4. Ask a progressive line of questions, in which each question is based on information uncovered in the previous question (175-180).

Tripp concludes this section with a deeply challenging observation:
Asking good questions is vital to helping people face who they really are and what they are really doing… As sinners we all tend to recast our own history in self-serving ways… Because of this, we all need people who love us enough to ask, listen, and, having listened, to ask more. This is not being intrusive. This is helping blind people embrace their need for Christ (181).

Once a person has embraced a fellow sufferer in love and has listened with the ears and heart of Christ to the struggle in her life, Tripp states that there is a time to speak in response to the struggle. Instruments are meant to be receptors of confessions; we are called to respond, to admonish one other when the need arises. Confrontation and the speaking of truth can, at times, be the most difficult expression of love, but it is a commanded part of reaching people with the love of Christ. Tripp claims, rightly, that confrontation has become such a painful and uncomfortable subject because it is a part of the Christian life that has been all but forgotten in recent years.

This portion of instruction is based upon Leviticus 19: 15-18, which “discusses God’s intentions for this aspect of relationships and personal ministry” (200). According to Tripp, this passage describes confrontation not as an uncomfortable and unusual aspect of our relationships, but as a “constant conversation… where the daily intervention of honest rebuke is a regular part of all relationships” (205). At this point, Tripp reminds the reader that in order to be a proper minister of change in the lives of others requires a change and constant check-up concerning the condition of our own hearts. Confrontation cannot flow from a heart of anger or frustration or personal agenda. Confrontation brings someone face to face with the love and truth of God, and to be able to bring that to someone, the confronter cannot come with his own agenda in mind for the one being confronted.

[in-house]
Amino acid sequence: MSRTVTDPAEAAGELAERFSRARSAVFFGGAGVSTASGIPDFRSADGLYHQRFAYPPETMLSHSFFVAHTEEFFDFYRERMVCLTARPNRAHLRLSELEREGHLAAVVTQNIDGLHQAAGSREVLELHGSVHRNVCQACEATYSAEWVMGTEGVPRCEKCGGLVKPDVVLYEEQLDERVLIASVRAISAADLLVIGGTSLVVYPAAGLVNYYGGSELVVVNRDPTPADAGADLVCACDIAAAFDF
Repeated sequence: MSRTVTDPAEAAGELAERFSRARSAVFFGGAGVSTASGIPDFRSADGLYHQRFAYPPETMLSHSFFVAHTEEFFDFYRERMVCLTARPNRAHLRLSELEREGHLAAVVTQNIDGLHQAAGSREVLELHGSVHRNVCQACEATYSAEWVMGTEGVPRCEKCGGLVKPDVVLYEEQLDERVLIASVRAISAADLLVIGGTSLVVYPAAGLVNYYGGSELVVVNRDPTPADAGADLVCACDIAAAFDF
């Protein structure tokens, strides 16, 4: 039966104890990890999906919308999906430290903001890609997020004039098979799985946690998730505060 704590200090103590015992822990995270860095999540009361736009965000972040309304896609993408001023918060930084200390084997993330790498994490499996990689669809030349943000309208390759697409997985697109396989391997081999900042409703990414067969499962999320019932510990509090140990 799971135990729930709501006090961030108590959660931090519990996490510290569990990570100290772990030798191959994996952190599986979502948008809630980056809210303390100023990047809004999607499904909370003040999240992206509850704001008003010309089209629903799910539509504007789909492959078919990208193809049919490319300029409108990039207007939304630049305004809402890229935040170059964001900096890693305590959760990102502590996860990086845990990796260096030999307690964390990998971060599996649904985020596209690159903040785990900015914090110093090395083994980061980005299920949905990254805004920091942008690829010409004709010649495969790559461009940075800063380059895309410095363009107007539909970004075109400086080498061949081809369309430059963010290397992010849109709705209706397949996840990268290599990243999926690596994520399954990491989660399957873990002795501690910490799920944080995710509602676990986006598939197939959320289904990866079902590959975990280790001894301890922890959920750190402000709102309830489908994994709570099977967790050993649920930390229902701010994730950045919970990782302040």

Tripp tells the reader there are four steps to a biblical process of confrontation: Consideration, Confession, Commitment, and Change. While the first step to the process is the responsibility of the person who is confronting, Tripp emphasizes that true biblical change is ultimately the responsibility of the one being confronted, because the last three steps deal with the response to the speaking of truth by the one who is being confronted.

Instruments, Part 4


Chapters Seven and Eight deal with Tripp’s concept of Christian love and how followers of Christ should interact with one another in loving relationships. In order for the reader to become an instrument for the radical change needed in the hearts of people today, Tripp states it is necessary to consider the following point: “I am deeply persuaded that the foundation for people-transforming ministry is not sound theology; it is love” (117). Tripp does not discount sound theology. Instruments in the Hands of the Redeemer is a writing full of sound explanations and applications of Scripture. But his point is expressed in an old Sunday school poster: “They don’t care how much we know until they know how much we care.” People need to know they are loved, and Tripp firmly states in this section that there is more to love than conditional lip service. People who truly want to be a light in the world around them must have a grasp on the unconditional, committed love of Christ.